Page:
The Prom’s old chestnuts were facing the chop
CHELTENHAM’S Promenade could become an avenue of death if its over-mature trees are left as they are.
This was the dramatic first paragraph of the Gloucestershire Echo’s front page story 41 years ago today.
It followed a report carried out by Tree Conservation Ltd, a firm of arboriculture consultants, that had been commissioned by the borough council.
The findings made grim reading. The recommendation was that seven trees, including four large horse chestnuts outside the Municipal Offices, should be felled as a matter of urgency.
For many years an iconic feature of Cheltenham’s premier thoroughfare, the chestnuts were planted in 1818.
Their state of health had been monitored for some while showing the growth rate was in decline.
A director of the arboreal specialists Mr P G Biddle pointed out to members of the borough council’s trees subcommittee that: “The growth rate is of particular significance for horse chestnuts, which have a notorious reputation for unpredictably dropping branches.”
He continued: “Branch failure is likely to occur at any time, not necessarily during storm conditions and there is often little or no evidence of decay or other weakness”.
A weighty bough had fallen from one of the chestnuts just a month or two before, said Mr Biddle.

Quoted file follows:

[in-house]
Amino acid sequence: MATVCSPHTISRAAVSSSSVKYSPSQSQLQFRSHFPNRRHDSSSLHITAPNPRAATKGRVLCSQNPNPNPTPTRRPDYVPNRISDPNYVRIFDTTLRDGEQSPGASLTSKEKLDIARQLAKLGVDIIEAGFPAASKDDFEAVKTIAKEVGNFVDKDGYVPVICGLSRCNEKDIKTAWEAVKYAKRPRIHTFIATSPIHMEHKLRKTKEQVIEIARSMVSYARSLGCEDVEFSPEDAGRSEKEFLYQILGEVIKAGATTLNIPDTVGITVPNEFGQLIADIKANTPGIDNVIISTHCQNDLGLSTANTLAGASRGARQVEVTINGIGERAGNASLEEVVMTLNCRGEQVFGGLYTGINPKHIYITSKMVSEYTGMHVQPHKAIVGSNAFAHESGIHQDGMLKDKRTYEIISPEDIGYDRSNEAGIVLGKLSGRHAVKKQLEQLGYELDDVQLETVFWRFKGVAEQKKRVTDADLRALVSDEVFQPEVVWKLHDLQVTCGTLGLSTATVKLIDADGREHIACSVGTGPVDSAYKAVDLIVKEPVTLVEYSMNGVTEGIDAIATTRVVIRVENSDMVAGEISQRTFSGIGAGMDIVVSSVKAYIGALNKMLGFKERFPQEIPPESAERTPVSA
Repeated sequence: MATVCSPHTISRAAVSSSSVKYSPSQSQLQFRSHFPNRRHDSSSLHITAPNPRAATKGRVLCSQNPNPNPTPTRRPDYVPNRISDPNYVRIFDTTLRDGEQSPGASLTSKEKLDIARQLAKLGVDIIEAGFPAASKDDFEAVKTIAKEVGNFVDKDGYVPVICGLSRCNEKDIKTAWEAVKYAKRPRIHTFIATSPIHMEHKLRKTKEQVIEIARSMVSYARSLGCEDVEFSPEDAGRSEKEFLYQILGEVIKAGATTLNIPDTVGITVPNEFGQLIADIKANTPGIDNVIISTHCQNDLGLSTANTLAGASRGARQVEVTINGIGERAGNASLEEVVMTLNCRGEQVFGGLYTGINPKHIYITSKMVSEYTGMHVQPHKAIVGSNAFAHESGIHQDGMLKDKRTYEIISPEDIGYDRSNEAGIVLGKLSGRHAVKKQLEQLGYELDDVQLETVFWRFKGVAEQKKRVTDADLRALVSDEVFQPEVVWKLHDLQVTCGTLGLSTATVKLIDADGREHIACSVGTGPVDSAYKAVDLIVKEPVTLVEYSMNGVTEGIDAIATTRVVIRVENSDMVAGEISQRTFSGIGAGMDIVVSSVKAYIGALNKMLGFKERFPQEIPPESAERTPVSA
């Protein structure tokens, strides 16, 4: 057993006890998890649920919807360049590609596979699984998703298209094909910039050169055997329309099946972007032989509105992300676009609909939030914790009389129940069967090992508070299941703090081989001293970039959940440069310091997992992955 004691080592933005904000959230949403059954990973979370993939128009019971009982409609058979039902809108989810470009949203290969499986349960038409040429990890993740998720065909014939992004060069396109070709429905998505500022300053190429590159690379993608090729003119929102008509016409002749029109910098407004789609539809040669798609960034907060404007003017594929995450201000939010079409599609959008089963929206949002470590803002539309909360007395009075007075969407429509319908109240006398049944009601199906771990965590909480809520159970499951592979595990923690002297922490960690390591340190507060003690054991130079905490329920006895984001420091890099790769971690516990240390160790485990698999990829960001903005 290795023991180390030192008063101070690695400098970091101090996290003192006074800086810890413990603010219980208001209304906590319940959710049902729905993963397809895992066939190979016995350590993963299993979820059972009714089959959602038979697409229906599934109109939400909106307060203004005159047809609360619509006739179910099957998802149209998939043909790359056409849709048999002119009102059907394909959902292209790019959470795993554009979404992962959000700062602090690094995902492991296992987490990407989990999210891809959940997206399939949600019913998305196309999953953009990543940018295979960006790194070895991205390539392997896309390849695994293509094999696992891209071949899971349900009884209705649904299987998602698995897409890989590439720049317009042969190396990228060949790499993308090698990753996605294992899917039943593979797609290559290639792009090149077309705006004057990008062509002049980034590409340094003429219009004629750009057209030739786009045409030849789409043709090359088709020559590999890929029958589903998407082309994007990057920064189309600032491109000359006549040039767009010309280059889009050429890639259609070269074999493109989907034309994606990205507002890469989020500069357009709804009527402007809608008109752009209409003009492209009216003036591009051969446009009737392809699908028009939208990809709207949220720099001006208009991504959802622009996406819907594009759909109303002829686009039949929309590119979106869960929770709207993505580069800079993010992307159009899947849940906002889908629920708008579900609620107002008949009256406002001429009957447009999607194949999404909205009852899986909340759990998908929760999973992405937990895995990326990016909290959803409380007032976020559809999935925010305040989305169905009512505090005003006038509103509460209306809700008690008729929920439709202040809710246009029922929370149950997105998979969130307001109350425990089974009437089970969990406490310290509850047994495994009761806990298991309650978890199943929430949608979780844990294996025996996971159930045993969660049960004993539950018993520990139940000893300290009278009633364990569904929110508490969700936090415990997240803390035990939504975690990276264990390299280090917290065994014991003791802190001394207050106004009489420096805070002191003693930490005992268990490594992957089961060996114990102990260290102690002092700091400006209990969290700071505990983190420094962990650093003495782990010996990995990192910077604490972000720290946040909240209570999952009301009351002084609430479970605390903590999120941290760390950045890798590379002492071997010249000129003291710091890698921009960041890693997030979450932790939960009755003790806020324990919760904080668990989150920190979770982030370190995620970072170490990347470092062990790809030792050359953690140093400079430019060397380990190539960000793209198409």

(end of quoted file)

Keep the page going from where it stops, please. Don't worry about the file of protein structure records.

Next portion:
A suggestion from one of the committee members that cables could be used to secure potentially dangerous branches was rejected.
Not only would this be impractical, said the report, it would also mean remodelling the trees, destroying their aesthetic appearance.
So what should replace the chestnuts?
Not more chestnuts came the reply. A species with a less dense canopy would be better, such as planes.
Driving home his point, Mr Biddle drew attention to the borough council’s legal liability.
“It should be noted that the risks of a falling branch causing an accident either to a pedestrian or cars parked or moving beneath the trees is very high and that the council has been fortunate to avoid such an accident in the past” he said.
The debate rumbled on, but there was general agreement that after gracing the Prom for a century and a half, time was running out for Cheltenham’s venerable chestnuts.
The Promenade in 1964
The scene in the 1930s, above, and below in 1949